It’s been a bumper year for writer Matt Garvey, and perhaps the most eagerly anticipated was his return to the world of last year’s Indie Comic of the Year Red Rocket Comet. This spiritual sequel to RRC is set in the same universe, but is not a direct sequel and sees Garvey reunited with RRC artist Grayham Puttock and joined by newcomer Stefano Pavan to create another split style super hero/villain stand off. This tale of the villainous Glass Hood getting his revenge on the heroic Commander Justice, after 20 years in prison, feels like a glorious hybrid of the crime noir of Criminal and the classic superheroes of the Bronze or Silver Age. It all makes for a fantastic genre mash-up, and while not quite up to the dazzling heights of RRC, this format is such a strong concept for a comic that it should keep Garvey and co in quality comics for as long as they choose to.
Read our full review of Glass Hood here.
#17 The Seven Sagas of Silverbeard (Catfood Comics)
One of our favourite Kickstarters of this year was for the fantastic Seven Sagas of Silverbeard from Catfood Comics. As well as featuring a comic that starred an immortal gorilla and his adventures as a pirate adventurer, the campaign also featured the fictitious history of forgotten small press publisher Catfood Comics – complete with lost history of Silverbeard comics. Writer Pete Taylor has clearly revelled in creating this brilliant world, mixing homages to Conan the Barbarain and classic pulp serials of the 30s and 40s, with a knowing nod to classic silver age comics with some of the extras he offered in the campaign. With the book outlining all seven sagas of Silverbeard, thanks to a magazine style catch up feature, this is a book which is about so much more than just the story on the page, and is a reflection of what an original and exciting world you can create in small press.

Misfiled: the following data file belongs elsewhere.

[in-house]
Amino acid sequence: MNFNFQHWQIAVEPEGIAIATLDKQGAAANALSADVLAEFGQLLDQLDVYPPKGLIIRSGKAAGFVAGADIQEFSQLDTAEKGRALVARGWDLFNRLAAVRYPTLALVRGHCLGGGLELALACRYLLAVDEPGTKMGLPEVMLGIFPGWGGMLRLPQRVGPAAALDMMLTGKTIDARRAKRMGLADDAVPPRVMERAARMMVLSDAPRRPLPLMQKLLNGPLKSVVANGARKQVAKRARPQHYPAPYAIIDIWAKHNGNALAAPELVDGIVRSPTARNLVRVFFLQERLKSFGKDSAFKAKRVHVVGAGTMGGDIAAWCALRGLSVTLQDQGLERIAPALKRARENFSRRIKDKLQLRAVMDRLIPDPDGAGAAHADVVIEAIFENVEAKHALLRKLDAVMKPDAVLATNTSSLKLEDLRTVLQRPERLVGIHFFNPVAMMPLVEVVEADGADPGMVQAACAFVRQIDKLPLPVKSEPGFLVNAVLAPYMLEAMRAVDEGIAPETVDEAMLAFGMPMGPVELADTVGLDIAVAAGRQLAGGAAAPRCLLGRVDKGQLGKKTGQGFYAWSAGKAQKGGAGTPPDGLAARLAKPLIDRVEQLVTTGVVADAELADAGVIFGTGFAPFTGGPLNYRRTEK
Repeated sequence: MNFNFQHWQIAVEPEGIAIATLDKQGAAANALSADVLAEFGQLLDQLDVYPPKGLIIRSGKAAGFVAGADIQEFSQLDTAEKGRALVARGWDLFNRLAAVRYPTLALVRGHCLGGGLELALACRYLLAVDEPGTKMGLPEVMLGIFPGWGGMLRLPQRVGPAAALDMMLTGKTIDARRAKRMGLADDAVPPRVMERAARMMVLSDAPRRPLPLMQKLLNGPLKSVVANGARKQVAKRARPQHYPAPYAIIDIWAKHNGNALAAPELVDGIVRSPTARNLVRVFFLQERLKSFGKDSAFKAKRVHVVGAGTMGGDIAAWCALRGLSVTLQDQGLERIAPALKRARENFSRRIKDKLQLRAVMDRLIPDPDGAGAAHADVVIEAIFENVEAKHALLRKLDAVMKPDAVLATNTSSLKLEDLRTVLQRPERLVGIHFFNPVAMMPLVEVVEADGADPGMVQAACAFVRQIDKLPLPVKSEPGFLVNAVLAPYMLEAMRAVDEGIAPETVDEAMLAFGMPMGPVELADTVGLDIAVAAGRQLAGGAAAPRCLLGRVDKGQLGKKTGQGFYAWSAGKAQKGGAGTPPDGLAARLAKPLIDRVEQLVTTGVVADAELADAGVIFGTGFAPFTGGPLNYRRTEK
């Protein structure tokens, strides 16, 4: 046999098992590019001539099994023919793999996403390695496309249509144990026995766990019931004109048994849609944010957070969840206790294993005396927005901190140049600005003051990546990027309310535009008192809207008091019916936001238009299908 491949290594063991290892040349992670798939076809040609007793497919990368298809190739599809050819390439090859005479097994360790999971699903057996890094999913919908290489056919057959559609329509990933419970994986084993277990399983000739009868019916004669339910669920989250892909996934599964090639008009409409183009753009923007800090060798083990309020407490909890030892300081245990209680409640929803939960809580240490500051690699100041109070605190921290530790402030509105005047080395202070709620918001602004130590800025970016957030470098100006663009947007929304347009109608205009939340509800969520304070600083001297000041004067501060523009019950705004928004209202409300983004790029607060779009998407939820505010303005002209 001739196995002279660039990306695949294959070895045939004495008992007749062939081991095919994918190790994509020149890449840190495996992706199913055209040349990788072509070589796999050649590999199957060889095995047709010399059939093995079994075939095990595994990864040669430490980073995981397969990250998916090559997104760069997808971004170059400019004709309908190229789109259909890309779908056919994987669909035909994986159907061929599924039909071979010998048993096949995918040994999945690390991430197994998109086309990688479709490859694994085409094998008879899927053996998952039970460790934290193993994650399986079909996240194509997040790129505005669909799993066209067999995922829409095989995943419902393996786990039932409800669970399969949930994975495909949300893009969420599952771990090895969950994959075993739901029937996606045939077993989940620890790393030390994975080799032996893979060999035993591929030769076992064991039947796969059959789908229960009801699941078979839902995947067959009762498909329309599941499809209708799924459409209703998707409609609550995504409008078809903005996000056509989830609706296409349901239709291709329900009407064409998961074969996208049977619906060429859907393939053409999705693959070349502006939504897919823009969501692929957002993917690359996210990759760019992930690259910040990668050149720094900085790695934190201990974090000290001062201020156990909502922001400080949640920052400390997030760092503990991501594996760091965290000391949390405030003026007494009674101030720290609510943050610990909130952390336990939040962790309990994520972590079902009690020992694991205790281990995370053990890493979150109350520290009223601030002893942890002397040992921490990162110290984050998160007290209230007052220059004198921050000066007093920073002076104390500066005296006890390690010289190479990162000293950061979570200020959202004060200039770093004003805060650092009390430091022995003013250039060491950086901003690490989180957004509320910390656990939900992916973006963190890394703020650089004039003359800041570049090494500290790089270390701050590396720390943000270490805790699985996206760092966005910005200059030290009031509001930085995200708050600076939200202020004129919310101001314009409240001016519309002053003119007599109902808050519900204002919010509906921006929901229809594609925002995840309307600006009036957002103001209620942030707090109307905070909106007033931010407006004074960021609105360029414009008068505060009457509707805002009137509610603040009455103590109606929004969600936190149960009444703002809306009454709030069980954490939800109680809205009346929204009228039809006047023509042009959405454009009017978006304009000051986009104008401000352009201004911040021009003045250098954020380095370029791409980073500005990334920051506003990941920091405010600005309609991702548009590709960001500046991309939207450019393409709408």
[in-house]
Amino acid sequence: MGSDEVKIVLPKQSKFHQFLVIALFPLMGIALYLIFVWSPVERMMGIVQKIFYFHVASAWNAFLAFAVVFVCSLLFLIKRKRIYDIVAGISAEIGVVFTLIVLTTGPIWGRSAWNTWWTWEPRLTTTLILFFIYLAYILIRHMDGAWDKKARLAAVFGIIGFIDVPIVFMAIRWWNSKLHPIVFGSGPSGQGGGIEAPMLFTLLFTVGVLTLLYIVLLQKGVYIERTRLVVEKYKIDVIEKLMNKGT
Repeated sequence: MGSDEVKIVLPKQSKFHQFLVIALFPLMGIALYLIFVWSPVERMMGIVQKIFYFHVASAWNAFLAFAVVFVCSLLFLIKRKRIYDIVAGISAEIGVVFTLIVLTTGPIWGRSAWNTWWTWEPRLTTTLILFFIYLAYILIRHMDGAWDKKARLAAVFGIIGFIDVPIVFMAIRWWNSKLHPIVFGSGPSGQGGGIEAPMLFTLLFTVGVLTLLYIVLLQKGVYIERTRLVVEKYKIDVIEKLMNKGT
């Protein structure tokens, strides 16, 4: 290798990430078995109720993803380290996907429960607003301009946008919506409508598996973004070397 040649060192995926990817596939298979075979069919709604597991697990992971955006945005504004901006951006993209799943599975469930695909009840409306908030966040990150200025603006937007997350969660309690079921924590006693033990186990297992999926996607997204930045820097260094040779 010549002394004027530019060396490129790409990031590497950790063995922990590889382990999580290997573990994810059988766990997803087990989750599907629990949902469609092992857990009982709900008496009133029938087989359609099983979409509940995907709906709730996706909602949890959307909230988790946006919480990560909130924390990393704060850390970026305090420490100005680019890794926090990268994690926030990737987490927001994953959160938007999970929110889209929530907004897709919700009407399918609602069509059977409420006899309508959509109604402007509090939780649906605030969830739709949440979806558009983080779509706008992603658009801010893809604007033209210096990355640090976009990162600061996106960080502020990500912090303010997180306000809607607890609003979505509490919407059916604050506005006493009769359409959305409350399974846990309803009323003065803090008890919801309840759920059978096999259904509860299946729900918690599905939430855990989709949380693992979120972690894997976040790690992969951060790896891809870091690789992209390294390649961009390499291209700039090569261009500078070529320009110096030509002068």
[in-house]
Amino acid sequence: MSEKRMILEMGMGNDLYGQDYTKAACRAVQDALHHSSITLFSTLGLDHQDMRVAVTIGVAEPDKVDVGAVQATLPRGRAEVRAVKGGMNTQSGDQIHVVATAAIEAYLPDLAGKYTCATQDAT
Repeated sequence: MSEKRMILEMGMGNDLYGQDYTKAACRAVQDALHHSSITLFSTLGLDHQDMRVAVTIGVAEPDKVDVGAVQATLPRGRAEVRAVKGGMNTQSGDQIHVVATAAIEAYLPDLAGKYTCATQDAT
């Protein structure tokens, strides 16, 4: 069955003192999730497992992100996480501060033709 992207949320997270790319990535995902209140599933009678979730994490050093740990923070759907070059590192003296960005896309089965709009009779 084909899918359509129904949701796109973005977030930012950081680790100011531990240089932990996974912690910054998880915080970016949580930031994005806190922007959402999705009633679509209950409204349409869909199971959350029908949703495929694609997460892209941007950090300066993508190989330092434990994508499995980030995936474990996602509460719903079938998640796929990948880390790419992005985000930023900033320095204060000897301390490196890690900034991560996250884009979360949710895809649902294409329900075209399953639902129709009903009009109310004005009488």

You can read our interview with Pete about The Seven Sagas of Silverbeard here
#16 Space Captain #5 & 6 (Never Ever Press)
Writing an ending to a series is almost as difficult as writing a beginning. We’ve seen some fantastic finales this year (from the The Walking Dead to Giant Days), but few have had the emotional depth and impact on us as Chris Baldie’s Space Captain finale. Consistently one of our favourite small press books of the past few years, the Captain has been searching for meaning about his status as the last living human in the universe, and this year we were treated to not one, but two new issues in one go! With these final issues we see him reunited with his alien friends as well as finding his way back home. However the real emotional treats are reserved for him finally remembering how and why he ended up in this situation and Baldie manages to fill this moment with a really heartbreaking pathos that brings to a conclusion one of the most glorious small press series of recent years. (It’s been a bumper year for Baldie, as he also re-released the fantastic I Rolled A One via BHP Comics with some new pages which flesh out this wonderful tale of friendship and fantasy even further).